James Capobianco was born in 1969 in Saddle Brook, New Jersey. At the other end of I-80 from where he lives now in the San Francisco Bay Area, Jim grew up watching as much animation as he could and his passion grew in High School after being introduced to the techniques of animation in his graphic arts class. Jim wanted to do a hand drawn animation assignment for the class and his teacher, Mr. Bill Schmaltz, didn’t know anything about drawn animation but was very supportive of this endeavor giving Jim a book about animation. It turned into a big task and eventually ballooned into Jim’s very own animation class spanning his last two years of high school.
Jim went off to CalArts in 1987 to become an animator. It was the largest class of students at that time. His classmates there included Pete Docter and Ash Brannon. Joe Ranft, who was teaching there, really opened the door to Jim to look at other aspects of animation, including a stronger focus on story.
Jim graduated from CalArts in 1991 with a BFA in character animation and applied at Disney and was hired into their story department shortly after graduation. He worked on various films at Disney including The Lion King, The Hunchback of Notre Dame and Fantasia 2000.
In 1997 Jim left Disney to join Pixar. He worked as a story artist on A Bug’s Life and contributed story material to Toy Story 2. He continued to help shape the story of such films as Monsters, Inc. and Finding Nemo.
In 2001, Jim helped craft the screenplay for Ratatouille and was a constant presence on the production from its earliest days to Brad Bird joining the production after Jan Pinkava’s departure. His hard work was rewarded as Jim received an Academy Award nomination for Best Original Screenplay.
Jim had an idea while working on Ratatouille to do a humorous, edutainment documentary on the history of rats. He began writing down ideas and when it came time to put together the DVD/Blu-ray features, Jim presented his idea as a “Ward Kimball type” 2D presentation. With the help of Teddy Newton (character design) and Nate Wragg (production design), Your Friend the Rat received a 2008 Annie Award for Best Animated Short.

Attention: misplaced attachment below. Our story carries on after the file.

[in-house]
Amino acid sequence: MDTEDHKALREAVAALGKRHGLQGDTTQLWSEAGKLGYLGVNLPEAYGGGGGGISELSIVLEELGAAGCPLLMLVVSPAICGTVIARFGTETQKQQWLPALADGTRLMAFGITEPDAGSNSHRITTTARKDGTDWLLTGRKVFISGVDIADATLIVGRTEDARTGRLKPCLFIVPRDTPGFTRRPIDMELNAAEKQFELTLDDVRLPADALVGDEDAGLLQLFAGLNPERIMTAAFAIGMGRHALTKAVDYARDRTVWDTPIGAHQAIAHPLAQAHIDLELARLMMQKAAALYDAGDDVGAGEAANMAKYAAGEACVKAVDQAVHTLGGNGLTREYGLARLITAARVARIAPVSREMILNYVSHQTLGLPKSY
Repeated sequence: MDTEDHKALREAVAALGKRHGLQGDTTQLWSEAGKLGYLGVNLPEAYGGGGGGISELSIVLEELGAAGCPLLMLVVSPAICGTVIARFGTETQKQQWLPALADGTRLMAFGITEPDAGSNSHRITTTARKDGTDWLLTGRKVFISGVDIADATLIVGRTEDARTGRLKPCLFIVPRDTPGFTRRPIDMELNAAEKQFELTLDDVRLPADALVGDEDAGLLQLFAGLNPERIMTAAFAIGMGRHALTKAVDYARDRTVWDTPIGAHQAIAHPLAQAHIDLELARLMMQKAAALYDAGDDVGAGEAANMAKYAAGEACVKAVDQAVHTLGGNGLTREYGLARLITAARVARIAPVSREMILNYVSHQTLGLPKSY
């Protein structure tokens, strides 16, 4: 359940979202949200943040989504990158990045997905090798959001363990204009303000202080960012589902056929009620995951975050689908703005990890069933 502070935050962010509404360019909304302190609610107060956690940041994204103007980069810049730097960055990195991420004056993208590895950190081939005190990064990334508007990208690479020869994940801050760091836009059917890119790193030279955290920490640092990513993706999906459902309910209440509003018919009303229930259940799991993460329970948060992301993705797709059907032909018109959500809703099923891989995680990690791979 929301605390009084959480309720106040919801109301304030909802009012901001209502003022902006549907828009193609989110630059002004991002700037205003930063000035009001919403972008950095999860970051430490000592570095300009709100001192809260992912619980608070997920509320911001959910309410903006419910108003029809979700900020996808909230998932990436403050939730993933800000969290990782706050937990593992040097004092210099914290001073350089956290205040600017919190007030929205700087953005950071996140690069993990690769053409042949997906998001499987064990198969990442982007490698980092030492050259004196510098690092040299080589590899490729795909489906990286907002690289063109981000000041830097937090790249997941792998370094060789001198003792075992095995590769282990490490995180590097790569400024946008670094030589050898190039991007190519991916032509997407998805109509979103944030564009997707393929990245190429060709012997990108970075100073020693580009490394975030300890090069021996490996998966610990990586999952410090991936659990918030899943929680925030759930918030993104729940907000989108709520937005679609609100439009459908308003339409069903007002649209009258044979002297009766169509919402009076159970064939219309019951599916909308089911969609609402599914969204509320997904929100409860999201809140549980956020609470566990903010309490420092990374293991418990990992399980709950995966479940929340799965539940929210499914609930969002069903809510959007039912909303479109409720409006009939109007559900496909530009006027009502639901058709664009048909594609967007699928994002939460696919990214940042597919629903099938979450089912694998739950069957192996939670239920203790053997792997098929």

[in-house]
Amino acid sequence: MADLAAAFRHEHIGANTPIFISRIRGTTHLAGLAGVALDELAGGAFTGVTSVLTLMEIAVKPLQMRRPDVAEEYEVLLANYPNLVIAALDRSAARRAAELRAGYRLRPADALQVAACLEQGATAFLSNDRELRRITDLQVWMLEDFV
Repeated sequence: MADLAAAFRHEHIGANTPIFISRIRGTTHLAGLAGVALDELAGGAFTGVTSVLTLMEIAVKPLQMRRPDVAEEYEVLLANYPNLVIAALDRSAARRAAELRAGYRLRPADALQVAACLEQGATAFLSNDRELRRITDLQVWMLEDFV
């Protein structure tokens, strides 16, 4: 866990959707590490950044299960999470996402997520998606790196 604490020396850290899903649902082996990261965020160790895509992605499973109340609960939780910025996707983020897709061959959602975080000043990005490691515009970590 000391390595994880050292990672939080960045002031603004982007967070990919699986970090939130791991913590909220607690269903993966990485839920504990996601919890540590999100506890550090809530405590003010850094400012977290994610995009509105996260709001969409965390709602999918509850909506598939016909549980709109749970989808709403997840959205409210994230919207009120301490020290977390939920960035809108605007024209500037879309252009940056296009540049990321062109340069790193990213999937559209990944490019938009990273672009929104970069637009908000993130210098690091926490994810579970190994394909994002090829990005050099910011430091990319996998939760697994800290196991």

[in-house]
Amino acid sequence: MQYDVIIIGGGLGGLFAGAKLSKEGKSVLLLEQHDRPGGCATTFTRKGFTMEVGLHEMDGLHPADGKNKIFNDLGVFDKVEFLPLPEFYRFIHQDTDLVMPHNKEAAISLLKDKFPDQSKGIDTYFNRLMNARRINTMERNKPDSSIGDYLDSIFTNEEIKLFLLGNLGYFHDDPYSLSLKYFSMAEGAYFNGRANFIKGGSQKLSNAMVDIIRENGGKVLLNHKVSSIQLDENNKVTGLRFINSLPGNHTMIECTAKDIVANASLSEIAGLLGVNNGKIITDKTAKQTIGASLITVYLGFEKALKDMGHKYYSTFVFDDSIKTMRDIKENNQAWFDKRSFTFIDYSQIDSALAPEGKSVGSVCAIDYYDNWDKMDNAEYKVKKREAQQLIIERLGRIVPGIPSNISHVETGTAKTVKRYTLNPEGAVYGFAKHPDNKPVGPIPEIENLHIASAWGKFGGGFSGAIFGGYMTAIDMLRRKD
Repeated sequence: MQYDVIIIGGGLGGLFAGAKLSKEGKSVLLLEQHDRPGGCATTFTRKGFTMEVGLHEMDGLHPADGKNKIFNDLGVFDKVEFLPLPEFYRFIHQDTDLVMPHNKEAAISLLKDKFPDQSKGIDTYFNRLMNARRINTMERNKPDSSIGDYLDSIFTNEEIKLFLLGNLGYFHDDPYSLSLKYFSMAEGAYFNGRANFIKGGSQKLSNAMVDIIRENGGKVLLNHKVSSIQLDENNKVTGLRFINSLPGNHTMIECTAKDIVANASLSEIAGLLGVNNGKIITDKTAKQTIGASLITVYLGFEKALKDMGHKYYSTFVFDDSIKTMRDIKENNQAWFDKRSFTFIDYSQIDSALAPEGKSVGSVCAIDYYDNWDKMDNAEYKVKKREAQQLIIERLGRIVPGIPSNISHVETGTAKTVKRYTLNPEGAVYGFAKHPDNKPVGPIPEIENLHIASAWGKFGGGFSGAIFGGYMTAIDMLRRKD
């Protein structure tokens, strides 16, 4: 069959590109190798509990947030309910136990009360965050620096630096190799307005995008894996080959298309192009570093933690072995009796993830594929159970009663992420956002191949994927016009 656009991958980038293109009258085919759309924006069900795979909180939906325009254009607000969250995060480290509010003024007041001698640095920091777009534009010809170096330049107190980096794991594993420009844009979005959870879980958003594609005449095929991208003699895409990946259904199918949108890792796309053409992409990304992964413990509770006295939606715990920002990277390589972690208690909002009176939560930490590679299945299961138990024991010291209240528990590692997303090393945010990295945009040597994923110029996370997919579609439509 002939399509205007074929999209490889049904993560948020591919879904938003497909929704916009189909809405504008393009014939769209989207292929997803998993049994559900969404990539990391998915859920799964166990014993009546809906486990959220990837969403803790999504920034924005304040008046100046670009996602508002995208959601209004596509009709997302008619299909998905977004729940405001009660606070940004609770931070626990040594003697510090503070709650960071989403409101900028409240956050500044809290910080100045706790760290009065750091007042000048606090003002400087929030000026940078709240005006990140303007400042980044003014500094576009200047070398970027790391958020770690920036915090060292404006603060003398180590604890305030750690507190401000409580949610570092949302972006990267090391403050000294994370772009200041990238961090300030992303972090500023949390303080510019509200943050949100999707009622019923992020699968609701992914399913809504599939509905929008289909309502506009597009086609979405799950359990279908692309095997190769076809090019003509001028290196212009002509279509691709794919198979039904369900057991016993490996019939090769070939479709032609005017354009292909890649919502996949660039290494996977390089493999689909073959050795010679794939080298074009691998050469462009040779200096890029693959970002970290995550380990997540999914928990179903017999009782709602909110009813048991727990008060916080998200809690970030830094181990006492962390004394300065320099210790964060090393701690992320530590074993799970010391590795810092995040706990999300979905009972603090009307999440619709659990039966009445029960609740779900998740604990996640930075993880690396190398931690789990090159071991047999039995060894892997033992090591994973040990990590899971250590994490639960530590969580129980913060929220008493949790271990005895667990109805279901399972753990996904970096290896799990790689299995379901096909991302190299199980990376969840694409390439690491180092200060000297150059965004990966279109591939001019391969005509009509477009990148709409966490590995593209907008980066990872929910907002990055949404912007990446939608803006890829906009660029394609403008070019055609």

Jim’s next assignment was the remarkable end credits for Andrew Stanton’s WALL-E. In addition to being fun/creative, they also needed to wrap up the story and show what happens to the characters. It was widely regarded as an artistic and storytelling triumph. He also did some story work on Pete Docter’s 2009 film, Up.
Jim has continued to foster his love of 2D animation with his labor of love Leonardo. This 10 minute hand drawn short has been shown at many film festivals over the past year, most recently the prestigious Telluride Film Festival in Colorado. You can learn much more about Leonardo at the official site and more about Jim at his site Arial Contrivance Workshop.
- Baby’s Bedtime (1989) (animator)
- An American Tail: Fievel Goes West (1991) (asst. animator – uncredited)
- The Lion King (1994) (original story)
- The Hunchback of Notre Dame (1996) (story artist)
- A Bug’s Life (1998) (story artist)
- Fantasia 2000 (1999) (story artist)
- Toy Story 2 (1999) (additional story material)
- Monsters, Inc. (2001) (story artist)
- Finding Nemo (2003) (story artist)
- Runners High (2006) (additional story supervisor)
- Ratatouille (2007) (additional story supervisor, original screenplay)
- Your Friend the Rat (2007) (writer, director)
- WALL-E (2008) (designer: end titles)
- Ready, Set, Bag! (2008) (animation director, story supervisor)
- Leonardo (2009) (storyboard artist, producer, writer, director)
- Up (2009) (additional story material – uncredited)
- Untitled Lee Unkrich Feature Film (story)
- Art of the Title – June, 2009
- Can Magazine – November, 2007
- Empire – February, 2008
- Toon In – April, 2008 (Audio Interview)
- Your Friend the Rat was also released as a Little Golden Book and Jim heavily involved. The book includes some facts that didn’t make it into the short and some additional lyrics to the song.